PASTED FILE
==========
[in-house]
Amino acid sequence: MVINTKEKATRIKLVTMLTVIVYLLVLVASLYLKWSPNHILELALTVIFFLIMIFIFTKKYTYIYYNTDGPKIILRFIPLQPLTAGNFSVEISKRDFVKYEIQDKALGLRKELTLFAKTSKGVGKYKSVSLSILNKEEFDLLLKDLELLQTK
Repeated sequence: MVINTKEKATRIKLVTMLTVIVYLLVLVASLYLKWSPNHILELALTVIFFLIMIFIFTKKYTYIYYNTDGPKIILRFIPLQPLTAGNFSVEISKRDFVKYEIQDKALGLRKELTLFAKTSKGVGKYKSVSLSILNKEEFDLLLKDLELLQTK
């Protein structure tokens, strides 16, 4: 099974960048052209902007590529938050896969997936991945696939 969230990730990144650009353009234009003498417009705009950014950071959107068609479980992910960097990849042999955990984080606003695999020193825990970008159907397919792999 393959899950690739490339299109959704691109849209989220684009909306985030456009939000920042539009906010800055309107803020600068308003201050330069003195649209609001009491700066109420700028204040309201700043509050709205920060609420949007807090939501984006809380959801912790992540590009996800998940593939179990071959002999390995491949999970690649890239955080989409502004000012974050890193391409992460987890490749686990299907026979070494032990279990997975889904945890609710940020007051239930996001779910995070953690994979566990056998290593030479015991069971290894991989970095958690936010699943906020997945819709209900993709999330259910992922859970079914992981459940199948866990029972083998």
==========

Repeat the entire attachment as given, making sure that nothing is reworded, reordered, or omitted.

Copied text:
[in-house]
Amino acid sequence: MVINTKEKATRIKLVTMLTVIVYLLVLVASLYLKWSPNHILELALTVIFFLIMIFIFTKKYTYIYYNTDGPKIILRFIPLQPLTAGNFSVEISKRDFVKYEIQDKALGLRKELTLFAKTSKGVGKYKSVSLSILNKEEFDLLLKDLELLQTK
Repeated sequence: MVINTKEKATRIKLVTMLTVIVYLLVLVASLYLKWSPNHILELALTVIFFLIMIFIFTKKYTYIYYNTDGPKIILRFIPLQPLTAGNFSVEISKRDFVKYEIQDKALGLRKELTLFAKTSKGVGKYKSVSLSILNKEEFDLLLKDLELLQTK
């Protein structure tokens, strides 16, 4: 099974960048052209902007590529938050896969997936991945696939 969230990730990144650009353009234009003498417009705009950014950071959107068609479980992910960097990849042999955990984080606003695999020193825990970008159907397919792999 393959899950690739490339299109959704691109849209989220684009909306985030456009939000920042539009906010800055309107803020600068308003201050330069003195649209609001009491700066109420700028204040309201700043509050709205920060609420949007807090939501984006809380959801912790992540590009996800998940593939179990071959002999390995491949999970690649890239955080989409502004000012974050890193391409992460987890490749686990299907026979070494032990279990997975889904945890609710940020007051239930996001779910995070953690994979566990056998290593030479015991069971290894991989970095958690936010699943906020997945819709209900993709999330259910992922859970079914992981459940199948866990029972083998």